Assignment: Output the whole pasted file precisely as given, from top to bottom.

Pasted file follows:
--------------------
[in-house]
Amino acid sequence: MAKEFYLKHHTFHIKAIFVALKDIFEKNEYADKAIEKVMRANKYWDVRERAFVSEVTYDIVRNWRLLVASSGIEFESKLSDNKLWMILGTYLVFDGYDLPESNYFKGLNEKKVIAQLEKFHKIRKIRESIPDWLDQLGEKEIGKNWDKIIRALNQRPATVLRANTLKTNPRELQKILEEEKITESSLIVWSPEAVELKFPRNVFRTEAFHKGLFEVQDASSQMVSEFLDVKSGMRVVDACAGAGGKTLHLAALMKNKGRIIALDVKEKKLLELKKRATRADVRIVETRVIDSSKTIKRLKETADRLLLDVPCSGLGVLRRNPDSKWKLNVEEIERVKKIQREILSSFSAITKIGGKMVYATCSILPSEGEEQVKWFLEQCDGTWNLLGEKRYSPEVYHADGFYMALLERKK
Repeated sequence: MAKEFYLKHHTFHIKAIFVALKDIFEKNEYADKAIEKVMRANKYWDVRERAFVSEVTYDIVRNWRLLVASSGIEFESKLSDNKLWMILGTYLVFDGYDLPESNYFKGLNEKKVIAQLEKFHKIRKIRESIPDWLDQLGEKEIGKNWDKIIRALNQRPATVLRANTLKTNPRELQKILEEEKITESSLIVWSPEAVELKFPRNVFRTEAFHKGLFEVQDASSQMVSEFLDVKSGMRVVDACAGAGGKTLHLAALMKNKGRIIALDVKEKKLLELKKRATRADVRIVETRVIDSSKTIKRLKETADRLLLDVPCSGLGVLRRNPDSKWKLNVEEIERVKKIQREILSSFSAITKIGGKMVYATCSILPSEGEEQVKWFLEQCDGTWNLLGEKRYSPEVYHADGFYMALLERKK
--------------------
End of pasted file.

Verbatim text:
[in-house]
Amino acid sequence: MAKEFYLKHHTFHIKAIFVALKDIFEKNEYADKAIEKVMRANKYWDVRERAFVSEVTYDIVRNWRLLVASSGIEFESKLSDNKLWMILGTYLVFDGYDLPESNYFKGLNEKKVIAQLEKFHKIRKIRESIPDWLDQLGEKEIGKNWDKIIRALNQRPATVLRANTLKTNPRELQKILEEEKITESSLIVWSPEAVELKFPRNVFRTEAFHKGLFEVQDASSQMVSEFLDVKSGMRVVDACAGAGGKTLHLAALMKNKGRIIALDVKEKKLLELKKRATRADVRIVETRVIDSSKTIKRLKETADRLLLDVPCSGLGVLRRNPDSKWKLNVEEIERVKKIQREILSSFSAITKIGGKMVYATCSILPSEGEEQVKWFLEQCDGTWNLLGEKRYSPEVYHADGFYMALLERKK
Repeated sequence: MAKEFYLKHHTFHIKAIFVALKDIFEKNEYADKAIEKVMRANKYWDVRERAFVSEVTYDIVRNWRLLVASSGIEFESKLSDNKLWMILGTYLVFDGYDLPESNYFKGLNEKKVIAQLEKFHKIRKIRESIPDWLDQLGEKEIGKNWDKIIRALNQRPATVLRANTLKTNPRELQKILEEEKITESSLIVWSPEAVELKFPRNVFRTEAFHKGLFEVQDASSQMVSEFLDVKSGMRVVDACAGAGGKTLHLAALMKNKGRIIALDVKEKKLLELKKRATRADVRIVETRVIDSSKTIKRLKETADRLLLDVPCSGLGVLRRNPDSKWKLNVEEIERVKKIQREILSSFSAITKIGGKMVYATCSILPSEGEEQVKWFLEQCDGTWNLLGEKRYSPEVYHADGFYMALLERKK